Established schools may provide useful networks
AN MBA can increase your earnings power considerably and land you an enviable position in a competitive industry. But with more and more institutions offering the degree, and with the rising popularity of the CFA within the finance industry, it is no longer considered a golden ticket. As MBA graduates seek to distinguish themselves from an increasing number of peers, should the prestige of an elite MBA, instantly recognisable to employers, be top priority? Or should other criteria take precedence?
In the US, prestige certainly gets you paid. There is a clear correlation between earning potential and institution rankings. Analysis by PayScale for Poets&Quants suggests that, over a 20 year period, MBA holders from the top-ranking schools have the highest median incomes, with graduates from Harvard and Stanford boasting the biggest pay packets.
Raquel Lison of Oxford’s Saïd Business School doesn’t deny that many applicants are attracted to Oxford’s brand, but says that candidates have their own reasons for applying. “We tend to attract ambitious students, with an impressive array of academic achievements and work experience. It is unsurprising that they are attracted to a prestigious school”.
It is not difficult to see Lison’s reasoning. Brand-name institutions are gateways to brand-name companies. For years, McKinsey, Shell and Credit Suisse have visited Saïd to present their organisations, and chair panel discussions, in an effort to meet prospective recruits they know will be interested in working for them.
Prestige will often follow from high teaching quality, but how should it be judged against other criteria on an applicant’s shopping list? Marco Mongiello of Imperial College Business School says that his school’s applicants are attracted by Imperial’s wider reputation as a centre for technological innovation. “Our MBA course encourages a fusion between technology and business. This is evident in our elective on clean technology investment, which draws upon recycling and energy expertise from other departments”.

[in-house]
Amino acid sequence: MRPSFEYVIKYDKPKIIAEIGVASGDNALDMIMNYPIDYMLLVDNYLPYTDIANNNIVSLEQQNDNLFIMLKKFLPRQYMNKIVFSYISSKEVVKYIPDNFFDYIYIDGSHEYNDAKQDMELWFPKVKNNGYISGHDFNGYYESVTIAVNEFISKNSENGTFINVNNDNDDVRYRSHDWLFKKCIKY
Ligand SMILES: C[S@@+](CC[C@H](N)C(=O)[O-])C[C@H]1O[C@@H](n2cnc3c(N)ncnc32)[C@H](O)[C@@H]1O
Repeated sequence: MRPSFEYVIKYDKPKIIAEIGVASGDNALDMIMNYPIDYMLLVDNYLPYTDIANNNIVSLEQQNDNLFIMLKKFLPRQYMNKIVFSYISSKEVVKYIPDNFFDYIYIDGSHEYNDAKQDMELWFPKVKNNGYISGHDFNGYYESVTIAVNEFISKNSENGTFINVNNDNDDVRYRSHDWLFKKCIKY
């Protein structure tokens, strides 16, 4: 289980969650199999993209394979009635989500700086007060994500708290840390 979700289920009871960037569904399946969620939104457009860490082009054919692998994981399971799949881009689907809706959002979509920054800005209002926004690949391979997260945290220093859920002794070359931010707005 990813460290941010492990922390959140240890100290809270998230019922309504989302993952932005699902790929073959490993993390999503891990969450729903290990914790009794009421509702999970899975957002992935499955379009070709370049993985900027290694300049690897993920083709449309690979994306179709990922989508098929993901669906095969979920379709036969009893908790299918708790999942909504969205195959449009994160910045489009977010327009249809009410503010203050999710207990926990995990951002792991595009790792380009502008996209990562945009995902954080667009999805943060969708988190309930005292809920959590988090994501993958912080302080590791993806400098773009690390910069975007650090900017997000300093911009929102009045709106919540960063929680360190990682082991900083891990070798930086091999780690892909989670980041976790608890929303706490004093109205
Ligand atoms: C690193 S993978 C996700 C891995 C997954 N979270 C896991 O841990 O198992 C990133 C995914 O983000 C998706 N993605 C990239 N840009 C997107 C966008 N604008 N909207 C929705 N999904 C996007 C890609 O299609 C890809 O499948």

“Class size, for example, is less important than a school’s brand,” says Mongiello. The top schools tend to have larger class sizes, which become larger alumni networks of ambitious, like-minded individuals offering more expertise when you graduate. This may, for example, make it easier to find funding or business partners among your fellow classmates if you’re taking an MBA to start your own company.
Gareth Howells, executive director of the MBA and masters in finance at London Business School, insists that such networks are a “crucial” factor when choosing an school. “You should think about whether you’ll be among people who want to do similar things to you. Does the school have the connections with the employers and sectors you wish to access after the MBA?”
Prestige is a general perception which is difficult to quantify or compare, says Jane Davies, incoming director of the MBA programme at Cambridge Judge Business School. “It is built up over time by a combination of many factors – the quality of teaching, quality of the student group, achievements of the alumni network.” Davies believes that employment data is the real key to choosing a school. “You should ask what percentage of grads are employed three months out, in which sectors or countries, and are students able to make the career transitions they want?”